A $1.3 million grant from the National Science Foundation will help San Diego State University researchers create new ways to analyze the spread of information and ideas on the Internet.
The multi-disciplinary cyber-infrastructure innovation project will map cyberspace by tracking the flow of information and monitoring its movement on the Internet.
"The spread of ideas in the age of the Internet is a double-edged sword; it can enhance our collective welfare as well as produce forces that can destabilize the world," said Ming-Hsiang Tsou, associate professor of geography and the project’s lead investigator. "This project aims at understanding the process by which the impact of co-related events or ideas disperse throughout the world over time and space."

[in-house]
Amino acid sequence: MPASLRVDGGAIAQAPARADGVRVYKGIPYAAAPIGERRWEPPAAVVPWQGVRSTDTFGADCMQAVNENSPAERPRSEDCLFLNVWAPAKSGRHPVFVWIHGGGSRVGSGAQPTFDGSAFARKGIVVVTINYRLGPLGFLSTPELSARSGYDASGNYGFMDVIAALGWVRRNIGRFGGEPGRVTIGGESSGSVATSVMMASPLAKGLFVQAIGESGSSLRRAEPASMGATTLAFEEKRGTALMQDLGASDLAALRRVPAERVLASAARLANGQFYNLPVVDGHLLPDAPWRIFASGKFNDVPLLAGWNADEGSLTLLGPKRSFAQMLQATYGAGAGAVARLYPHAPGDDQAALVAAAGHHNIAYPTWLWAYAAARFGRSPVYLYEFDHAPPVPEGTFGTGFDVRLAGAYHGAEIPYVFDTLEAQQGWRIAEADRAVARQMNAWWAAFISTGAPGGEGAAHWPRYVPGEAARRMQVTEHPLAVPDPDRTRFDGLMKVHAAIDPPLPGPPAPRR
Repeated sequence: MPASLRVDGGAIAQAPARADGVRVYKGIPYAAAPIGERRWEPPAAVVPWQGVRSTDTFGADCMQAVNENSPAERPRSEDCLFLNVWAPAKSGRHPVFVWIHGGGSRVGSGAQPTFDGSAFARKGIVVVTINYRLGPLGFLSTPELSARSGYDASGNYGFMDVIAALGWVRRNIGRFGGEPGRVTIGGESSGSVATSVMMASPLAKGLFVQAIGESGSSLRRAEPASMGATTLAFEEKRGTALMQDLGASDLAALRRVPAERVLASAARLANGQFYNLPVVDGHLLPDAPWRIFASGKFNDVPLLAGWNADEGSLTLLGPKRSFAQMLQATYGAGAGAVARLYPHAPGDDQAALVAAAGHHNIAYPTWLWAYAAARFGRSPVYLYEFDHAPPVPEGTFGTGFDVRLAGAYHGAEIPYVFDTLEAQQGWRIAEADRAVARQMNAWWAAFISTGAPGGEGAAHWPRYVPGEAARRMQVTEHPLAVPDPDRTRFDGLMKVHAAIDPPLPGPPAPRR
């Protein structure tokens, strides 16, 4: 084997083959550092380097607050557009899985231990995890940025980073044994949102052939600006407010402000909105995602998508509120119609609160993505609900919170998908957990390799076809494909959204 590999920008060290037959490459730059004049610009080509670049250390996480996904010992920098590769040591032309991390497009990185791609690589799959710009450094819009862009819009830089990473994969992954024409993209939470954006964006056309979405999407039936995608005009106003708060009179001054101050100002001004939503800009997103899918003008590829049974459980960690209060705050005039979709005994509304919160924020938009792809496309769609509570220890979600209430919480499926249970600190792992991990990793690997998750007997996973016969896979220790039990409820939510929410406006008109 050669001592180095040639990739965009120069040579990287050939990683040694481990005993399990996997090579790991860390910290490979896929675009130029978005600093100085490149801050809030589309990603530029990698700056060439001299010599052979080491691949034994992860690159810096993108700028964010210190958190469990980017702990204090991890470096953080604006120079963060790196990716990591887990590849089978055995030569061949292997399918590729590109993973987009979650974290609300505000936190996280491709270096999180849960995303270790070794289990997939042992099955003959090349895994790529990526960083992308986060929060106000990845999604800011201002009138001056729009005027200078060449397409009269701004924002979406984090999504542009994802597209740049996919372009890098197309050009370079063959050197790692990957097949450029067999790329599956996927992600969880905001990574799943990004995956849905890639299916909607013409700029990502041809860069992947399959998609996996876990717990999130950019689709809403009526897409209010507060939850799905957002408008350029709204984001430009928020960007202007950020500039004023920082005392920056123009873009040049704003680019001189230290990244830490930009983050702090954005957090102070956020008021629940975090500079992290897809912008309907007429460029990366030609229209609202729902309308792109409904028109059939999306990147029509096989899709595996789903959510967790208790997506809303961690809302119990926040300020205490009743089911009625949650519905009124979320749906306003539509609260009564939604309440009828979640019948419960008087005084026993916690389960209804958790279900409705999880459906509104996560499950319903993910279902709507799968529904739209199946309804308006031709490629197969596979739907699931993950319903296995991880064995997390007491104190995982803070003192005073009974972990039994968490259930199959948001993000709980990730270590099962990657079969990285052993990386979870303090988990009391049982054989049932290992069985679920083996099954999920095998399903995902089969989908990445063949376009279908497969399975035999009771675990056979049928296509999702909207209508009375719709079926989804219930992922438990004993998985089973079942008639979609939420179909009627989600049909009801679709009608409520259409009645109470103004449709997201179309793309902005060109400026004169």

The project seeks to map both the geography and the chronology of ideas over cyberspace, as the ripples of information radiate outward from a given event epicenter.
Mapping and analyzing such ripples will provide new insights into the role of new media in biasing, accelerating, impeding, or otherwise influencing personal, social and political uses of such information.
One application of the project will be to track terrorist and extremist ideas on the web to see where the information originates and how it spreads. As an example, the news of an obscure preacher’s intention to burn the Koran spread like wildfire in various media throughout much of the world in general, and in the Islamic world in particular.
By identifying the path of information online, researchers hope to learn what makes a place more prone to the spread of any particular idea. In addition to terrorist ideas, the project will also seek to establish ways to map the spread of information on other ongoing topics, such as epidemics and global climate change and other event-based topics such as wildfires, earthquakes and hurricanes.